Hi, Casey;
    My wife has Hashimoto’s thyroiditis, too. So does her mother, and that is fortunate because JJ was correctly diagnosed and treated without boxing her way through a thousand other treatments and diagnosis’. This is very interesting to me, though, because depression and mental illness are part of her family profile, yet there’s never been any connection with Hashimoto’s thyroditis… it’s all just a ‘body thing.’ And.. it isn’t, as you wrote.

    Thank you for writing this post. I look forward to sharing it with my wife. Something I’d like to share with you is that my wife was diagnosed with Celiac disease about a year-and-a-half ago and we cleaned out the cupboards, by god, and we’ve been eating whole foods ever since. No crackers, no crap… well, she loves chocolate… but the change is doing something wonderful for her thyroid because her med dosages have been reduced twice in the past six months–and the outcome has been good. She also doesn’t suffer the same, high level of joint pain she once had.

    I wish you all the success in the world with your diet. My wife is a different person, and she’s happy, happy, happy to see other health improvements that continue to evolve as we continue to eat simple, seasonal, whole foods cooked right on the stove most every night… and she takes leftovers to work for lunch the next day. She’s never had this in her life, but now that she does, she said she feels like she’s got a new body. It’s wonderful to see, and I’m really, really glad I learned to cook from scratch as a way of life at a young age.

    My best to you,
    Meredith

    • Casey says:

      You are most welcome.

      Many of my immediate family members were dx with thyroid AND celiac disease, and my mother has been on a committee with the U of Chicago’s celiac research department. I’ve long been aware of the link between those two autoimmune disorders. But thank you for the reminder that I probably should go gluten-free while I limit my intake of breads and rarely eat crackers (but some of the gluten free crackers are delish).

      Thank you so much for stopping by to read and comment.

      All the best to you and yours,

      Casey

    • Casey says:

      Another thing I wanted to link to, and i’ll put it in the original article, is Jim Phelp’s information about the link between thyroid hormone regulation and bipolar conditions. I don’t know if this is useful to your wife…but in case it is…

      http://www.psycheducation.org/thyroid/introduction.htm

  7. Emilia Pop says:

    Great blog! Looks like you have the same “conditions” like me: Hashimoto, CPTSD/BPD and autoimmunity in general. What I would like to add is that after more than 3 years of searching and trying different therapies for Hashimoto I ended up following a 3 stages protocol made by an obscure ND. He’s approach was to explain Hashimoto not as an autoimmune disease generated by a faulty immune system but triggered by a lack of iodine. This lack of iodine generated spelling in thyroid and the immune system is attacking as it is similar with a foreign attack. Basically I had nothing to lose as doctors don’t understand what is going on. I made my blood tests an in 3 months all where in normal limits and the antibodies were way lower ( from 1200 to 180). I add two drops of Lugol per week in my water to keep my iodine intake up and selenium periodically. If you are interested you can contact me: gemiliap@gmail.com.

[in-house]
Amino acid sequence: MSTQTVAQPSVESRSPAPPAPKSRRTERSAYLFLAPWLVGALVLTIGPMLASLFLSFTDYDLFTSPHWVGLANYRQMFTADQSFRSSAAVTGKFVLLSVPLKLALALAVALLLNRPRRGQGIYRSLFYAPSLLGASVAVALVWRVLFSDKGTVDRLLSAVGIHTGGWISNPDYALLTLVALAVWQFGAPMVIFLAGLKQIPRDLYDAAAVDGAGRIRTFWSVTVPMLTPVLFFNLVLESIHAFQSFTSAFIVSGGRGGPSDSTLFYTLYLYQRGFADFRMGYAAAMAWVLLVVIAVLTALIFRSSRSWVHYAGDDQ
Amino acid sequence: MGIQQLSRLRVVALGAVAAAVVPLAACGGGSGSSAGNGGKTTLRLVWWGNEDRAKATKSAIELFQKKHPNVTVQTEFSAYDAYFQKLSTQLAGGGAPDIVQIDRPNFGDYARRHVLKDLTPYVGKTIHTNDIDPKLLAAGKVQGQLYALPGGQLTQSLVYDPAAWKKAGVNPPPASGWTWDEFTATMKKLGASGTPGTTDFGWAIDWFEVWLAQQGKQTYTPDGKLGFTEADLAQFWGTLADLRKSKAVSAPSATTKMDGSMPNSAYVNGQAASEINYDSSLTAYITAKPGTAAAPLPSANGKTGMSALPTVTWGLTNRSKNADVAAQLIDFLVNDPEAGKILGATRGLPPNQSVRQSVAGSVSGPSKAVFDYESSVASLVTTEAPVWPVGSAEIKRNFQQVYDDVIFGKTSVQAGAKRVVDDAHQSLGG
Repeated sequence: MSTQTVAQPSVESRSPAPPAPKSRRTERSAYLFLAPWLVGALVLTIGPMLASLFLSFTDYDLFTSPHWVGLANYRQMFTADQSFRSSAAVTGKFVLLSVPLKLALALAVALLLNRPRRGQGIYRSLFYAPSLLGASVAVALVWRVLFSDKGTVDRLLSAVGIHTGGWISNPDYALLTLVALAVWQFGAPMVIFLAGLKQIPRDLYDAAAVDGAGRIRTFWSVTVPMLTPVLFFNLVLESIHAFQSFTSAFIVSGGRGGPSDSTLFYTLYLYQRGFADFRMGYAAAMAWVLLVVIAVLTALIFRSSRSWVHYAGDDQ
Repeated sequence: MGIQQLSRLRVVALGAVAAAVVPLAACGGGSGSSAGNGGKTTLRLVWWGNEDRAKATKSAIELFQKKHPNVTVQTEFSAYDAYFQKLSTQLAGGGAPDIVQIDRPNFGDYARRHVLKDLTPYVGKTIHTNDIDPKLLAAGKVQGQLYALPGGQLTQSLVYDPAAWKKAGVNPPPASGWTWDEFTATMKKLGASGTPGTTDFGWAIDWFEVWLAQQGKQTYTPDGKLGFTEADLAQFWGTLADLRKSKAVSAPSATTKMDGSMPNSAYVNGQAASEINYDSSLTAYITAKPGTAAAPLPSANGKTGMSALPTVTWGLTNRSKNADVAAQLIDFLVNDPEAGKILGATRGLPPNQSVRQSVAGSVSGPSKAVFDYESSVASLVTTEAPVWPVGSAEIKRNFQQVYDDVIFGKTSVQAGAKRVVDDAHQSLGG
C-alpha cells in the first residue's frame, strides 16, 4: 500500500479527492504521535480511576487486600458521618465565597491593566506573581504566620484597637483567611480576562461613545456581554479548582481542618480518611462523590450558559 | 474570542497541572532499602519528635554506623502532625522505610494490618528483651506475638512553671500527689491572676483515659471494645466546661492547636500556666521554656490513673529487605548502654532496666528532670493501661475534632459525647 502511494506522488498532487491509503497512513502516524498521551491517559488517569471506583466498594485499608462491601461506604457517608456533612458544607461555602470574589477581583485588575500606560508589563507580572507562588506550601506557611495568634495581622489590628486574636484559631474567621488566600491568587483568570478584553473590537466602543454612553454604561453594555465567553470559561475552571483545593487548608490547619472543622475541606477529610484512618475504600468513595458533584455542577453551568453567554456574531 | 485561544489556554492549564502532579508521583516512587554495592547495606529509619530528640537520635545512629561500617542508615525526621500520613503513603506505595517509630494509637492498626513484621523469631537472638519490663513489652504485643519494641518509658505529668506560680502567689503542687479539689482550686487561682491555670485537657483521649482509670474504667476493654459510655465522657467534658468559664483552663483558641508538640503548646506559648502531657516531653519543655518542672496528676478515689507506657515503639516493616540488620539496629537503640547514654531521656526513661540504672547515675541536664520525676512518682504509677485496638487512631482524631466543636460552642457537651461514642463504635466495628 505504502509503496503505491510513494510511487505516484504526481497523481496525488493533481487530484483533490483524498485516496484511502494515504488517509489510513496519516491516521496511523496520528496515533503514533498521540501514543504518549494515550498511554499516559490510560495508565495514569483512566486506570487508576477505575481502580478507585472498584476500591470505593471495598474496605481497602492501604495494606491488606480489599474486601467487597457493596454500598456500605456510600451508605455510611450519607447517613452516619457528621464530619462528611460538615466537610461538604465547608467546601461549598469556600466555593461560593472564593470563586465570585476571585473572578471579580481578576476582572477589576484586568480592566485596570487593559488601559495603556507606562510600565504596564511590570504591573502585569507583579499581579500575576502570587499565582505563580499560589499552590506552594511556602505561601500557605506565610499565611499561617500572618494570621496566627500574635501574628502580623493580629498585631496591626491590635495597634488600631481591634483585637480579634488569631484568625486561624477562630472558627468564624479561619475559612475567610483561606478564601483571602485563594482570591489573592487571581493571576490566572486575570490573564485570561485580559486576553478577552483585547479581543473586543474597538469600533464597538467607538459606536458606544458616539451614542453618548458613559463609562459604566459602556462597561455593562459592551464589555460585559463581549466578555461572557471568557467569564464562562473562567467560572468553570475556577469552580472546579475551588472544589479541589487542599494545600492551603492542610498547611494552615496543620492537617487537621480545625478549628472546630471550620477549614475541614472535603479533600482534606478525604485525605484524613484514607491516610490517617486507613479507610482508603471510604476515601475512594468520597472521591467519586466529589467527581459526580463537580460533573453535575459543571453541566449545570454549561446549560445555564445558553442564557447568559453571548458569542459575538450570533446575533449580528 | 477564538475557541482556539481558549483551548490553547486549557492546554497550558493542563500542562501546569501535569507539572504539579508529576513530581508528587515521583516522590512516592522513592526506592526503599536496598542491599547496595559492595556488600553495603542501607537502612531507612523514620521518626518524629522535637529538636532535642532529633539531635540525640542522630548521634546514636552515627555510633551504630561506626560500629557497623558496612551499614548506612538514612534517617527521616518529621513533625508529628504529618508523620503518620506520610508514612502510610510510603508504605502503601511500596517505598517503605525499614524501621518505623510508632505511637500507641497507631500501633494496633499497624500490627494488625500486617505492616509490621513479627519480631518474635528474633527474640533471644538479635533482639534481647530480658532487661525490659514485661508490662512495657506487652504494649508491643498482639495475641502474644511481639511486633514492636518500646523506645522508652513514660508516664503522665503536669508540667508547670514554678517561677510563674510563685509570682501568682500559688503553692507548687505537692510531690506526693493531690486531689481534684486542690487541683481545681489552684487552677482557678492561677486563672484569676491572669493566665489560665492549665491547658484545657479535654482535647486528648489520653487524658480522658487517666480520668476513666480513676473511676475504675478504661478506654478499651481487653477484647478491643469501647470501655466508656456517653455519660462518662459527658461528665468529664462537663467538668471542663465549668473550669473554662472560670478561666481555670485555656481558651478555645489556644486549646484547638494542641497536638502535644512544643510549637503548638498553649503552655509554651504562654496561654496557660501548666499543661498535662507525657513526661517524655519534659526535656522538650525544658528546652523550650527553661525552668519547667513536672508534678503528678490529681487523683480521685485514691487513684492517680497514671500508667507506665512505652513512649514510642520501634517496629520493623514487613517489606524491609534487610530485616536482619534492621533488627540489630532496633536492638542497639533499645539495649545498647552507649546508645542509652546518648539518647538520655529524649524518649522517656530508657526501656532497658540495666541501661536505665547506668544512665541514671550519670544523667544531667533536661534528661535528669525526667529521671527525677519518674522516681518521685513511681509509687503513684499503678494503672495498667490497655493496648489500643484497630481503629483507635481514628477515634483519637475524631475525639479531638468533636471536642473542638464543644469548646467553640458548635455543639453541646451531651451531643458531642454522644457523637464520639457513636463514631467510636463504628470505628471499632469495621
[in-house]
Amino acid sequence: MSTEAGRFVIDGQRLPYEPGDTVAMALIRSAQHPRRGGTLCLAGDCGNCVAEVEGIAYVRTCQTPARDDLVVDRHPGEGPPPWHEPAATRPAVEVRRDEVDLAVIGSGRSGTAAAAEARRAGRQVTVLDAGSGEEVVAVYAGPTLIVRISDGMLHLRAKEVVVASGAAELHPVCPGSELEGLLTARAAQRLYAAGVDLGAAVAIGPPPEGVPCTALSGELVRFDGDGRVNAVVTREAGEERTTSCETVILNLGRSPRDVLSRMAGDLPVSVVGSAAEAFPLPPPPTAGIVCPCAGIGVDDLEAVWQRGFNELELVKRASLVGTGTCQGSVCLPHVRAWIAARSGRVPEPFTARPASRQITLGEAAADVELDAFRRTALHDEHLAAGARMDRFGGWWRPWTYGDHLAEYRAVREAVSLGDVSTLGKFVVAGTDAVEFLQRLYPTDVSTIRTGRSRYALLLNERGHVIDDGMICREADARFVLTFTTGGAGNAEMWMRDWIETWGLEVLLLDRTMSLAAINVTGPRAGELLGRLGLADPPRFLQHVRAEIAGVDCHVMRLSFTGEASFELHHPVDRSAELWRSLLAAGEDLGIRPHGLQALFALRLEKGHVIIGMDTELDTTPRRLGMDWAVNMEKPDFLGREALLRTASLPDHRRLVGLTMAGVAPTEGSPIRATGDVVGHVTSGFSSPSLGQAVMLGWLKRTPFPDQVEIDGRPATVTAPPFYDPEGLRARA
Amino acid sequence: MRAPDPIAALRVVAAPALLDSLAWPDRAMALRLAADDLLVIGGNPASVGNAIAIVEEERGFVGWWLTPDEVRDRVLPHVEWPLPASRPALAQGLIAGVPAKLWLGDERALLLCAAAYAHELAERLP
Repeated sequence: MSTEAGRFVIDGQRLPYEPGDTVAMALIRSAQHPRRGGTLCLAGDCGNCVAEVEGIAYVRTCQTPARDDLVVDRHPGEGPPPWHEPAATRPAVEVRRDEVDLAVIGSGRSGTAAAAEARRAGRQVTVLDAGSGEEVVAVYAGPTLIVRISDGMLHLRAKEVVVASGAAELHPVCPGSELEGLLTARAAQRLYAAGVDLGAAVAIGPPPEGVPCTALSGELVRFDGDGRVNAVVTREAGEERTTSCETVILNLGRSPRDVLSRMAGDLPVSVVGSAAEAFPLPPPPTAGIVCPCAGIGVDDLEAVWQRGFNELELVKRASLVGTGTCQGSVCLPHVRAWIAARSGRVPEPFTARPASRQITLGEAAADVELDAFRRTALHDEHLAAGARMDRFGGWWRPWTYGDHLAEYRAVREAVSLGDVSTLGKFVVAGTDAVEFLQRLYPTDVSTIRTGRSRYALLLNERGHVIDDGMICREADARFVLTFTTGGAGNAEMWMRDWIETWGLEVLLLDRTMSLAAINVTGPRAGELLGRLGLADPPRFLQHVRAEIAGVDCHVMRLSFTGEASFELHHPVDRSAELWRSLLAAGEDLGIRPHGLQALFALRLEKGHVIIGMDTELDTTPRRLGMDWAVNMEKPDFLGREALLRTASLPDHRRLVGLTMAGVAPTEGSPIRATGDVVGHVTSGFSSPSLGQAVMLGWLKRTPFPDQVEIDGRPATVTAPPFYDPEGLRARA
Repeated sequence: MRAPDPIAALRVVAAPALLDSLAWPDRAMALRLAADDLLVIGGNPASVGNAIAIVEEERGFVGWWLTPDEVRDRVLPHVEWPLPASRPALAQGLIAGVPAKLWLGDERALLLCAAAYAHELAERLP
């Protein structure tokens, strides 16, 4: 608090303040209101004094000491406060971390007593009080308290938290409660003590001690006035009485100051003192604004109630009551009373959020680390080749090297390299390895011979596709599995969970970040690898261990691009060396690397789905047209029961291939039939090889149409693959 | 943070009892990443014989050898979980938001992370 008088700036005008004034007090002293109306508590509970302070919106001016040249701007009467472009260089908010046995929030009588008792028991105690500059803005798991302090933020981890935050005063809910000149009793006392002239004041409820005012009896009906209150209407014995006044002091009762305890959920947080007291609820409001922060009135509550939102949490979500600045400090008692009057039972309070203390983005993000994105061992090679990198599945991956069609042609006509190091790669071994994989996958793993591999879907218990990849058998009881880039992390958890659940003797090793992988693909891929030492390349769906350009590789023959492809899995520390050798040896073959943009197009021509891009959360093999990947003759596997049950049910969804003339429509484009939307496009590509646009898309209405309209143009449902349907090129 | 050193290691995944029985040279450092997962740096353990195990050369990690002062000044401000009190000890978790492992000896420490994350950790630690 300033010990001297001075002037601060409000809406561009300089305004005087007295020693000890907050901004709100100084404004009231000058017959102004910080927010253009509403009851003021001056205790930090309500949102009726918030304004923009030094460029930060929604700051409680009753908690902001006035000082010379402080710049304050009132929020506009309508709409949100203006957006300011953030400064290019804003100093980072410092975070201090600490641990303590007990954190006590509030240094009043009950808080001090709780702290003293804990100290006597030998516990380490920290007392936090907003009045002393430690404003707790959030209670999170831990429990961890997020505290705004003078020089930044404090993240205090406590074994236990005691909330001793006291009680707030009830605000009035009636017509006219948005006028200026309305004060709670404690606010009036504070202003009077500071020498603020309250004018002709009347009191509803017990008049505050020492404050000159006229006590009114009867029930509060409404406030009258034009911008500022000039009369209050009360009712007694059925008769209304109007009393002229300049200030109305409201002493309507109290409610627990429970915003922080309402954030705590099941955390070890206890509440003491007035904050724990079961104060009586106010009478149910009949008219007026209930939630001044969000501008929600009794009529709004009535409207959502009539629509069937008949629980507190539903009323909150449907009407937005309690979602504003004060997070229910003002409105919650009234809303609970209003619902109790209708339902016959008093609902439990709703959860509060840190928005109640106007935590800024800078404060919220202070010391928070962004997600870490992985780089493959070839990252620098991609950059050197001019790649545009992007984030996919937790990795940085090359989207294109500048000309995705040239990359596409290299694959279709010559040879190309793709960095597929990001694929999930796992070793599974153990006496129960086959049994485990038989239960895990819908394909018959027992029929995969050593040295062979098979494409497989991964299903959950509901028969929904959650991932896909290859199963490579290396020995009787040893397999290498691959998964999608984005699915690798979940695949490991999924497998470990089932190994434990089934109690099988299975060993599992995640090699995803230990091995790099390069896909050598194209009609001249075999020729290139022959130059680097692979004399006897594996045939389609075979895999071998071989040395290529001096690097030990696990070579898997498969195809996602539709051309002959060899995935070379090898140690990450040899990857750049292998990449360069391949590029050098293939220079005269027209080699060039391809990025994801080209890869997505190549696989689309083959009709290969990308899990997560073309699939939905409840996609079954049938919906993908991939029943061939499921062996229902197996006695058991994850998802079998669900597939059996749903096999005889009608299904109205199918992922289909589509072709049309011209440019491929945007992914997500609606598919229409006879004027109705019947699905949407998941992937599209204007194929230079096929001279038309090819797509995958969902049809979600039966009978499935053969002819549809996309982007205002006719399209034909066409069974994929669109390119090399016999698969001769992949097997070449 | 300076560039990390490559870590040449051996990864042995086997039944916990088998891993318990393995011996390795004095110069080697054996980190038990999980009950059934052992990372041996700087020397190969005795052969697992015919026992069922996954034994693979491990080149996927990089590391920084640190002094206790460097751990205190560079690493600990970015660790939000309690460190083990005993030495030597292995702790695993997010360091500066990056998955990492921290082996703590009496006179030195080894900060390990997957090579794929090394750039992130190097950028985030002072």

http://www.youtube.com/user/drahaskell

    He wrote a book too ( I bought is after I recovered): http://www.amazon.ca/Hope-Hashimotos-Alexander-Haskell/dp/1452854718

    • Casey says:

      Thanks for sharing Emilia,

      I’m on the fence about iodine. Different sources say it’s good, some say it’s bad. I used to supplement with an iodine and l-tyrosine mix, only to find out the l-tryosine was probably causing adrenal fatigue.

      About the BPD…it’s really hard for me to say I’d qualify for the label (even a therapist said no), but I do believe I exhibited borderline-like behaviors as a response to some truamatic events. And…it’s funny, in alcoholics anonymous, they often say the non-drinking, codependent spouse is more insane than the alcoholic, at times. I think the reason they say that is all the myriad ways you try to cope and control the alcoholic’s behavior. BPD is a dumb label, I think. “Crazy” behaviors have a really logical reason, when you look at the impact trauma has on a person.

      It’s funny, I think I’m “cured” of any BPD traits. You know why? Because my husband stopped drinking and I stopped engaging with people who have toxic patterns with me. I’ve got better boundaries between my self and others. I don’t try to put up other people’s bad behavior and I put own self-care first.

      I’ll look up that book, thanks so much for the link…

      Casey

      • If you go the iodine route, you must go big or not at all. Hashi’s is complicated and will not do well on low doses of iodine and will likely make it worse. That said, large doses are ticket to lowering antibodies and healing the thyroid. A good starting dose is 15mg oer day and work up from there. Most people do well on twice that but some go higher, way higher, depending on how they feel. Most iodine sold in stores is in micrograms (mcg) so be careful. Lugols comes in mg and can be ordered online.

  8. I definately had symptoms back in 2005 when I was diagnosed with depression. Five years later I was diagnosed with Hashimotos. If only I knew what I know now.